What Is Zucchini And What Does It Taste Like?

Zucchini is a pretty popular and nutritious ingredient, especially in its peak summer season, from May to August (via The Spruce Eats). Whether you're roasting this plant at home or grilling in the great outdoors, zucchini is tasty, healthy, and easy to make. So what is it exactly?

Zucchini (also called courgette) is a type of squash that's generally firm and dark green in color — though some are golden, per Food Network. Its shape looks similar to a cucumber but with a stump-like stem at the end. And while most people consider zucchini to be a healthy summer vegetable, it's technically a fruit! My Recipes explains that's because zucchini contains seeds and also is the product of a flowering plant (the flowers of which are also edible). But when it comes to cooking, most people tend to view zucchini as a savory vegetable, which has more to do with taste than technicalities, since fruits are generally thought to be much sweeter than vegetables.

What does zucchini taste like?

Zucchini have firm, dark green outer skins which provide a slight bit of crunch. The inner flesh is much softer in texture and lighter in color, usually a pale yellow shade. The skin of the zucchini tastes rather grassy and earthy, and it's really the flesh of the fruit that contains most of the flavor. The inner part of the zucchini is slightly sweet with a relatively mild flavor and has a more prominent taste when cooked (via MasterClass). When zucchini is overripe, it can become very bitter.

Other very similar squash varieties such as yellow squash are closely related to zucchini in size, shape, texture, and taste (via The Kitchn), though some people think yellow squash is slightly sweeter, whereas zucchini has more of an earthy, "green" taste. Common zucchini cooking methods — including sautéeing in butter or oil, roasting in an oven, or charring over a grill — soften the zucchini's texture and elicit more of its natural flavor while also allowing it to mildly take on flavors of added seasonings and ingredients.

Nutritional information about zucchini

Aside from being a hearty, green vegetable that tastes great, zucchini is pretty nutritious and extremely versatile when cooking. A standard cup of zucchini is super low in calories as well as fat, sugar, and carbohydrate content (via Healthline). It's also very rich in nutrients like vitamin A, which supports vision and immune systems, and manganese, which "contributes to the metabolism of amino acids, cholesterol, glucose, and carbohydrates, and plays a role in bone formation, blood clotting, and reducing inflammation," as Medical News Today explains.

Zucchini also contains vitamin C, potassium, and vitamin B6. Plus, it's got small amounts of iron, calcium, and zinc, and is also fairly rich in antioxidants. Zucchini generally promotes healthy digestion when added to any meal or diet, probably due to its nutrient- and fiber-rich, green skin. It also helps that zucchini contains lots of water, which can help the stomach pass along food.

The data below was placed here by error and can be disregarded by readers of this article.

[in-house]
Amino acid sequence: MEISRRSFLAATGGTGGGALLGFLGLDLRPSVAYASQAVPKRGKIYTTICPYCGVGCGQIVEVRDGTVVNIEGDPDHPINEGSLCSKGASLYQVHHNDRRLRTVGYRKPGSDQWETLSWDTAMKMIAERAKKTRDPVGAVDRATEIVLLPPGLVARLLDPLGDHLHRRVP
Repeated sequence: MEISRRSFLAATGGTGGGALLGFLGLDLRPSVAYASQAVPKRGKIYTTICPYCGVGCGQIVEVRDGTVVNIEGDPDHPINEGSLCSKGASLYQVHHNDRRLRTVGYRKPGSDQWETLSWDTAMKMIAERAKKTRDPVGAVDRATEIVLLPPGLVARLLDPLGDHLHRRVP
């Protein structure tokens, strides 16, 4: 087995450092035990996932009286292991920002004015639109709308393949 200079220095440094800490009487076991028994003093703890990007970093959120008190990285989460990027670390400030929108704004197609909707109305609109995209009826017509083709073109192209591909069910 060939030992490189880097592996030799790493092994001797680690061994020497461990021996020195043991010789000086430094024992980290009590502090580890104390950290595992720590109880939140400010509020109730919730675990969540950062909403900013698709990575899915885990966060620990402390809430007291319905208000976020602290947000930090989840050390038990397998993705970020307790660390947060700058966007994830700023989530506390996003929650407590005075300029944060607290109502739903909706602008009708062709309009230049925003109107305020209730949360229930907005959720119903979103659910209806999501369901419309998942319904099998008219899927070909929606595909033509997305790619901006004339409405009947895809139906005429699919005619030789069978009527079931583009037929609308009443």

How to select and store zucchini

Luckily, zucchini and other variations of squash are pretty common and always in high demand, so they're usually easy to find. If you're heading to your local grocery store, you can find zucchini in the produce section. The Los Angeles Times recommends selecting larger, gray zucchini to use in soups while opting for the thinner, smaller zucchini when you're making a dish that calls for a rich flavor. The sweet spot is a zucchini size of six to eight inches. Generally speaking, two zucchini will go a long way when cooking, feeding two to four people, depending on how you prepare them (via Jessica Gavin).

Take a good look at your zucchini when selecting. You'll want to avoid any with large blemishes, brown spots, wrinkles, or those that look a little slimy. Zucchini that have a bit of stem or even small bristles are generally fresher (via The Kitchn).

Then, keep them in your refrigerator crisper drawer. The Kitchn says to avoid plastic bags, as these can turn your fruit slimy. Zucchini will typically last in the fridge (unwashed and uncut) for one to two weeks, though you might see wrinkles start to form at the ends over time.

How to prepare zucchini

It's also quite easy to add zucchini to your diet because of its versatility as a kitchen ingredient. As mentioned above, there are many different ways to cook zucchini, but even the method of preparation can vary, too. You may have heard of the ever-popular "zoodles," which is a fun name for zucchini noodles, or the long, spirally strings of zucchini that can be used in place of traditional grain noodles. Slicing into medallions and sautéeing or roasting are certainly popular methods, as is finely chopping or slicing and incorporating into savory baked goods like zucchini pancakes or zucchini bread.

These baked parmesan zucchini spears from Damn Delicious give us some real zucchini-fries-meet-elote vibes, and you've likely seen the fun and delicious, stuffed zucchini boats like those from Taste of Home. These are great for incorporating other ingredients like beef or your preferred protein, other veggies like mushrooms, or a savory, cheesy topping!

As for those zucchini blossoms mentioned earlier: They are light and super tasty when fried just right. Bon Appétit has a recipe that only requires six ingredients and will make for a fantastic summer snack. No matter how you decide to cook it, zucchini is a delicious, healthy treat and now that the season is upon us, it's the perfect time to head to your local farmer's market or grocery store and pick some up.